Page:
Now that you have a firm understanding of environmental and economic factors of sustainable development, let’s examine how your steel corrosion protection system affects both life-cycle assessment (LCA) and life-cycle cost (LCC).
Although the LCI and LCA studies conducted by IZA, Five Winds, and PE International focused on hot-dip galvanizing, applying common knowledge about paint systems, the following can be inferred:
- Steel, with its high recyclability and low environmental impact, is the primary component in the LCA of both galvanized and painted steel.
- Hot-dip galvanizing has less environmental impact than paint during the use phase, as HDG requires no maintenance.
- At end-of-life, the zinc of the galvanized coating is recycled, making HDG 100% recyclable, while paint coatings enter the permanent waste stream or create emissions.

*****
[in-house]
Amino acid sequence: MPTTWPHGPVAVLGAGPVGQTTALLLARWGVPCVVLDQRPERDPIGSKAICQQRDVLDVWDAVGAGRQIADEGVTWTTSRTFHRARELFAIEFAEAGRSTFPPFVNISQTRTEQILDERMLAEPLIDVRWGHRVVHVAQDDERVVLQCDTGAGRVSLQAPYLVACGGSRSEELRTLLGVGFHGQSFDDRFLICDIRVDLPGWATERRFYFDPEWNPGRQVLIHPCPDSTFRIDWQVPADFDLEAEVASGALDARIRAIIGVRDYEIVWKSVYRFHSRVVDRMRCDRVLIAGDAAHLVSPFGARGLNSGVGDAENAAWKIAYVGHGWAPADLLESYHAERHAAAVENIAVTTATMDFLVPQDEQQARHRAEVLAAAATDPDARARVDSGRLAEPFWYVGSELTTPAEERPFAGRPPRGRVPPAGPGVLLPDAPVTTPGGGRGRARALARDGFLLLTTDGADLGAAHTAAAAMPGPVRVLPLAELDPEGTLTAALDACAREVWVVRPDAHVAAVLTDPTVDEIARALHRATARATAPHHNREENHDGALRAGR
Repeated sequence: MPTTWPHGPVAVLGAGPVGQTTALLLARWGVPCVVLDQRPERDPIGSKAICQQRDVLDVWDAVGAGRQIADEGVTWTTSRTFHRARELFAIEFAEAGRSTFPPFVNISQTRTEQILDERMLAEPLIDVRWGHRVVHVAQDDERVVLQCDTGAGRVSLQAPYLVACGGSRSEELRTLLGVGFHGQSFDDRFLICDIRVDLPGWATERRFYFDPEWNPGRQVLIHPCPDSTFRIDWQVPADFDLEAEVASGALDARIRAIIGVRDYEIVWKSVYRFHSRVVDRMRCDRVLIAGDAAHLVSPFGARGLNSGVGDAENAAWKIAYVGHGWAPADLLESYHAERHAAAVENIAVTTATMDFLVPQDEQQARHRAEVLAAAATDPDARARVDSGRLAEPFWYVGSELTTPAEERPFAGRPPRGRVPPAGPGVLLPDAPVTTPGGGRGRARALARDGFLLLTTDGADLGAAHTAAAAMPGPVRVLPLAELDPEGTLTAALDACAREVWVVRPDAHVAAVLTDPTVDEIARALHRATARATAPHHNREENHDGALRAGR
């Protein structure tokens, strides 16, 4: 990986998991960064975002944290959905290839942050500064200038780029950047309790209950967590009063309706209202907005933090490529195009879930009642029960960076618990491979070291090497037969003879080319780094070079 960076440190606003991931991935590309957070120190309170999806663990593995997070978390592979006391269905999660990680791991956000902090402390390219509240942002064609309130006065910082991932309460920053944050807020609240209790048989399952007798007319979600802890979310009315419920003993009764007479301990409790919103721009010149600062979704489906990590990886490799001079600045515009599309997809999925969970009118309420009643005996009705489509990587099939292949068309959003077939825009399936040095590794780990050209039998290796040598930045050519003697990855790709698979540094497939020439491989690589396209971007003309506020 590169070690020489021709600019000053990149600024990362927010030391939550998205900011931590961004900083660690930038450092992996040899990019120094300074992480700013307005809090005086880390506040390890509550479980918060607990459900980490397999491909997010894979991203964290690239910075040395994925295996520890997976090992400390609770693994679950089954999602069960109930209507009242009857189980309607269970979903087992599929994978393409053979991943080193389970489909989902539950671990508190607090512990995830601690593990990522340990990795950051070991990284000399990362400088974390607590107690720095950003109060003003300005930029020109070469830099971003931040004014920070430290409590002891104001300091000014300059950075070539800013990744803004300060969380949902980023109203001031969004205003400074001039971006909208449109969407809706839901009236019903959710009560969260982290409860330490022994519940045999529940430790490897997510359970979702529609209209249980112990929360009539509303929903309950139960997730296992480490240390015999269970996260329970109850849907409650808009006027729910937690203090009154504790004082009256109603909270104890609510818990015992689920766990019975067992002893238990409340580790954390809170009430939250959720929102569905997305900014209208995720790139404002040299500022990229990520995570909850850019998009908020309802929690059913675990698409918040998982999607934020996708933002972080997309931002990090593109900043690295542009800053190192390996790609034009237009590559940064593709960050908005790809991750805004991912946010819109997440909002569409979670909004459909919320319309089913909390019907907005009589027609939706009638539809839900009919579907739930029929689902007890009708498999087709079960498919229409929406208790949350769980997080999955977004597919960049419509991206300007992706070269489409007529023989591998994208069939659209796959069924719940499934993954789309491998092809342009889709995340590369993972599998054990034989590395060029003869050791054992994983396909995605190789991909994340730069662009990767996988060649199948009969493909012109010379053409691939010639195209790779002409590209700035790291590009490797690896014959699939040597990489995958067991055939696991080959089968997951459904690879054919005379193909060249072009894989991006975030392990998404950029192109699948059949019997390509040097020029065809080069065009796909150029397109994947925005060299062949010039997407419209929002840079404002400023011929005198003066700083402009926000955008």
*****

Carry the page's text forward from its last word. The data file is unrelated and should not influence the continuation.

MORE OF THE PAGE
Although the mass of the coating, whether galvanizing or paint, may seem minimal compared to that of the steel, when you consider entire structures utilizing thousands or even millions of kilograms of steel, the importance of the additional environmental impact produced by the coating is more evident. Additionally, just as continual maintenance of paint coatings adds environmental impact, it also adds economic impact.
To highlight the difference the coating has on the overall environmental and economic impact, consider the following case studies. The balcony and parking structures case studies utilize published environmental data, and to correlate economic with environmental impact, LCC analyses were run on the same structures with the automated online calculator at galvanizeit.org/galvanizingcost.*
*Some logical assumptions about the mix of the steel products, paint system and application used, etc. were made when the information was unavailable.